Community Advocacy

The Peer Advocacy Office is located downstairs, on the same floor as the Good Food Bank. The office is run by Peer Advocates who have successfully completed the Community Advocacy Training.

Advocates are available to offer resources, referrals, and support on a wide array of issues from replacing lost identification, to helping fill out paperwork, to conducting a housing search. The office is open to all community members and no appointment is needed.

For more information on the services the Community Advocacy Office offers please check out the Community Advocacy Office page, called Perth Advocates on Facebook.

To speak to an advocate please call 613-267-6428 ext. 29 or email advocacy@thetablecfc.org

Office hours are: Monday 2pm – 5pm, Tuesday 12pm – 3pm, Wednesday 4pm – 6pm, Thursday CLOSED, and Friday 2pm – 5pm

Advocacy Initiatives

PLEASE NOTE THE CLINIC HAD TO BE  CANCELLED FOR MARCH 3RD

At the Table from 10-1 on Thursdays in March and April starting March 10th

 

In this interactive workshop Information will be presented about:

·       the benefits of using a restorative approach in everyday life situations to achieve mutually agreeable outcomes in difficult situations. (We will pay specific attention to potential landlord and tenant issues.)

There will be lots of interactive learning and time to practice the new skills you will learn about.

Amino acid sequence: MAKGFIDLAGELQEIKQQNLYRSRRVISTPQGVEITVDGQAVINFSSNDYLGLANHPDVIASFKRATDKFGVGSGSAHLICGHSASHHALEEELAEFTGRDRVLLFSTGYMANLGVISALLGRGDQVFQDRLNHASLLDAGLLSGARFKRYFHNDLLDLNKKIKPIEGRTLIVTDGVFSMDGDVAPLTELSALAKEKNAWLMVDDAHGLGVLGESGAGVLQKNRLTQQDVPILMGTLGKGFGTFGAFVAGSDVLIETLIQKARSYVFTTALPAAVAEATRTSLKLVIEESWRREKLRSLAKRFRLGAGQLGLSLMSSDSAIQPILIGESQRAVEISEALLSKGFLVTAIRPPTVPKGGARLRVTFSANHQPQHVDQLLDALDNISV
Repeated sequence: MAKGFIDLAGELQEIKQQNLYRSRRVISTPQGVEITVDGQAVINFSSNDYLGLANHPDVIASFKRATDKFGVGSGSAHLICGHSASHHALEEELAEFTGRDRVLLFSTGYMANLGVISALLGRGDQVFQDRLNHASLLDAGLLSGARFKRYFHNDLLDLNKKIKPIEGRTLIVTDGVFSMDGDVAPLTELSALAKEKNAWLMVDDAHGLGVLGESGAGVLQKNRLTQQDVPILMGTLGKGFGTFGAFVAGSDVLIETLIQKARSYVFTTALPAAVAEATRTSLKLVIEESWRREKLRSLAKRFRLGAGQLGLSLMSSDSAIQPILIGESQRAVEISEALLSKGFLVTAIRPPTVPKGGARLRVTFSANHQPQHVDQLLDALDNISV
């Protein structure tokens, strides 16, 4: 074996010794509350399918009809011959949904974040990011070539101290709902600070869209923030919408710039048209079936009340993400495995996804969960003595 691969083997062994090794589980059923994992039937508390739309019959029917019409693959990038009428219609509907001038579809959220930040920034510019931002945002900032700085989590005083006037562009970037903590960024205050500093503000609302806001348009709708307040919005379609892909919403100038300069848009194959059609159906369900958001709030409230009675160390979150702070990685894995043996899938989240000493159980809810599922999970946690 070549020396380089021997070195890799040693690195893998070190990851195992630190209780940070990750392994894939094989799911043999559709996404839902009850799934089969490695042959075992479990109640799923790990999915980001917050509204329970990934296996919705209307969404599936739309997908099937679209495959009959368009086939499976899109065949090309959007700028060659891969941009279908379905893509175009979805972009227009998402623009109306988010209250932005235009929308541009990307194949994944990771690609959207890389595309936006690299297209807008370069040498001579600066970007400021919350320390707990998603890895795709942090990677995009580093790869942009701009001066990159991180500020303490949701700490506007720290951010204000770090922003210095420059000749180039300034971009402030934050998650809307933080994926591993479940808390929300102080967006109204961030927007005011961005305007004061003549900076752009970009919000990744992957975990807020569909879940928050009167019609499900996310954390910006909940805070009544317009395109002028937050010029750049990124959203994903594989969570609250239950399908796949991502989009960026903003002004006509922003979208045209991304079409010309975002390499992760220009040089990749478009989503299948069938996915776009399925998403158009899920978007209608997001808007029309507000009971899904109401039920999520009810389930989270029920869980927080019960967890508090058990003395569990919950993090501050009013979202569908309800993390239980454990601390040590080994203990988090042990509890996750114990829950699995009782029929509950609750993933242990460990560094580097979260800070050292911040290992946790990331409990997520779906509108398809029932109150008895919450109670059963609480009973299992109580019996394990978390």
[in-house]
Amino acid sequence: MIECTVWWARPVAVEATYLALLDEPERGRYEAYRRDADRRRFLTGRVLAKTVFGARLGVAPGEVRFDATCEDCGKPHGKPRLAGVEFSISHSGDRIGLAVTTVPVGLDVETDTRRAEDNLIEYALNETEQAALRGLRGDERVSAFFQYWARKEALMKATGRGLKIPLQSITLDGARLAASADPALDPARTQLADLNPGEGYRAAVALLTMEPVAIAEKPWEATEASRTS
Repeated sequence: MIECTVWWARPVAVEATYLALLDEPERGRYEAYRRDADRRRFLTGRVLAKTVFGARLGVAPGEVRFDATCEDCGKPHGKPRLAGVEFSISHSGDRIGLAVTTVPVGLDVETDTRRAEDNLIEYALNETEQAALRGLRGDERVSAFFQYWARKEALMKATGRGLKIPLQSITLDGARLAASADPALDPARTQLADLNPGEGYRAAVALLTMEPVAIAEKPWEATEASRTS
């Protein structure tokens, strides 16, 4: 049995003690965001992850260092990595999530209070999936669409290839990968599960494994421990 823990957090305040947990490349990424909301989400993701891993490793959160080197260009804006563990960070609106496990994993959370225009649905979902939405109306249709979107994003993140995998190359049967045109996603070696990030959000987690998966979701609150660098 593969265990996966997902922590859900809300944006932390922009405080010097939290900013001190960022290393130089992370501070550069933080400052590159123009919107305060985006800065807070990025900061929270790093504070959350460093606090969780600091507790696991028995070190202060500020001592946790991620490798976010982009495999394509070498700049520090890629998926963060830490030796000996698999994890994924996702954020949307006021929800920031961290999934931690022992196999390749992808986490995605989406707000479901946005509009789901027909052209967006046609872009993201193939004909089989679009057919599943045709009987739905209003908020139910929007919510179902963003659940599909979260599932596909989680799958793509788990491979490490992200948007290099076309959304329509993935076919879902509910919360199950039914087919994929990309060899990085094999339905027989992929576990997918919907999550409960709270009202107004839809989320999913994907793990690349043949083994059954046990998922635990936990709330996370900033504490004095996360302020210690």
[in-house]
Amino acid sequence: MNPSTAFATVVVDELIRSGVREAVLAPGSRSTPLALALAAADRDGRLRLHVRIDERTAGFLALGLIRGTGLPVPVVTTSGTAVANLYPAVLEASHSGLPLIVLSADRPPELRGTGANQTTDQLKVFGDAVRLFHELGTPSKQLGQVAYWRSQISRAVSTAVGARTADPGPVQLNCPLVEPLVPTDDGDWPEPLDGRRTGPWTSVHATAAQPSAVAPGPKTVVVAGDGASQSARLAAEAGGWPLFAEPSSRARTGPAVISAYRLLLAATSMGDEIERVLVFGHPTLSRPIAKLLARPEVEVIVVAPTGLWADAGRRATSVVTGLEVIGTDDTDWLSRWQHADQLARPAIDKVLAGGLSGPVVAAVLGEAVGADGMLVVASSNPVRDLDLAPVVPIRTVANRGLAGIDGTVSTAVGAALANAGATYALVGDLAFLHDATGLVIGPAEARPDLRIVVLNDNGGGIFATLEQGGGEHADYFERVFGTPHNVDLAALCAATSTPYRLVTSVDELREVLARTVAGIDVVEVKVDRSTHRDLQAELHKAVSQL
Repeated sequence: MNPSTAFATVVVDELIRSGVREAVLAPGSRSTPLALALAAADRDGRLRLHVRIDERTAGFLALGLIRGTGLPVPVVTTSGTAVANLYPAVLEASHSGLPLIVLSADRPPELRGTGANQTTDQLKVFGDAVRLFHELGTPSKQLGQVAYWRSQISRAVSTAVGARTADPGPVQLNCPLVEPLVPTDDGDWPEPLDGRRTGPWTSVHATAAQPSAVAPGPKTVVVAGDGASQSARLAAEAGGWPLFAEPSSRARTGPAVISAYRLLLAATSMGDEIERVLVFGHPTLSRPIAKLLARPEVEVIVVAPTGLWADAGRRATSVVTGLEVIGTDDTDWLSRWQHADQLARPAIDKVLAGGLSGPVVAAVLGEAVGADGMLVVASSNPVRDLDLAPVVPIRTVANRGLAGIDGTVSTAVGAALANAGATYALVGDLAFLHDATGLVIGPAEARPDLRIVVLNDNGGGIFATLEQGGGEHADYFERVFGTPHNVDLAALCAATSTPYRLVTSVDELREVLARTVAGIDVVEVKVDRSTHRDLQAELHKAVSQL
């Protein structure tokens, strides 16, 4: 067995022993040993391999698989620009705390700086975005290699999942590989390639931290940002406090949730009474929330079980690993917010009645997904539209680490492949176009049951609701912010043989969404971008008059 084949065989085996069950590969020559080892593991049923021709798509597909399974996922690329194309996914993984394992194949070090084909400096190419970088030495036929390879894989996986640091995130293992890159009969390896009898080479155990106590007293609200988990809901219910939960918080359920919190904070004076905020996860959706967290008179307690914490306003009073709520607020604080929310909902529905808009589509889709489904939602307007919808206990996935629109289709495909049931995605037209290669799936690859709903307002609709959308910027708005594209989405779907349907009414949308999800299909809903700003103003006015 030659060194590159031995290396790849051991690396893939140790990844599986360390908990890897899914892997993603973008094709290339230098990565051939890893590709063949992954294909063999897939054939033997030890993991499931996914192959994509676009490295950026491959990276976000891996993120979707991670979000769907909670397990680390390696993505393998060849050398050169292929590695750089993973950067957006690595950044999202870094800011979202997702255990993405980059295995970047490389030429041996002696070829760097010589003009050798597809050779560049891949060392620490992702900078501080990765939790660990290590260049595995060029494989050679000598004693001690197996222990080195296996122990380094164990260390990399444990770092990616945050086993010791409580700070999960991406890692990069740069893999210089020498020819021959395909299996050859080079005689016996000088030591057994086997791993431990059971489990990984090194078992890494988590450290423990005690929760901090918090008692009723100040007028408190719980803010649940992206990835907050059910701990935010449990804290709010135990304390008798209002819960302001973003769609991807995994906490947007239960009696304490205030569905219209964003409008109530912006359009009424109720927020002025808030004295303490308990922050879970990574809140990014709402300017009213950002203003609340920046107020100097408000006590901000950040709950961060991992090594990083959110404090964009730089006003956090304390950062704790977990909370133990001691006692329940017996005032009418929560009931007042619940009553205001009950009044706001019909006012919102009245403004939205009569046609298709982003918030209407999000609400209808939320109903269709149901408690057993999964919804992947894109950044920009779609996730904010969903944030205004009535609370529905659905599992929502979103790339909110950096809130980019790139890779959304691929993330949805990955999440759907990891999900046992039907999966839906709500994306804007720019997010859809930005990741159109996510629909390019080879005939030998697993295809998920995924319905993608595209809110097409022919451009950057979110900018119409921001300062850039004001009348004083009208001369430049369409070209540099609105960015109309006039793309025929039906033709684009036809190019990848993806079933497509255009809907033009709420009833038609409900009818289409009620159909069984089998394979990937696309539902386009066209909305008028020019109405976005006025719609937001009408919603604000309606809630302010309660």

If you need help applying for the new  Ontario Energy Support Program (OESP) credit for your Hydro bill, come see the Peer Advocates during our office hours.

In recognition of Black History Month, The Table's Dinner and a Movie night in February will feature two films. Join us for the Community Meal between 4:30 and 6:00 with the movie starting at 6:30.

Remember Africville 

This short film depicts Africville, a small black settlement that lay within the city limits of Halifax, Nova Scotia. In the 1960s, the families there were uprooted and their homes demolished in the name of urban renewal and integration. More than 20 years later, the site of the community of Africville is a stark, under-utilized park. Former residents, their descendants and some of the decision-makers speak out and, with the help of archival photographs and films, tell the story of that painful relocation.

Speak It!

In their predominantly white high school in Halifax, a group of black students face daily reminders of racism, ranging from abuse (racist graffiti on washroom walls), to exclusion (the omission of black history from textbooks). They work to establish a Cultural Awareness Youth Group, a vehicle for building pride and self-esteem through educational and cultural programs. With help from mentors, they discover the richness of their heritage and learn some of the ways they can begin to effect change.

On January 18th come join Bonita Ford to learn how to use collaborative communication to:  

·      talk through those tough conversations that you need to have

·      focus on solutions to the real needs and issues in disagreements

·      stay open to listening when emotions are making it easier to get lost in misunderstandings

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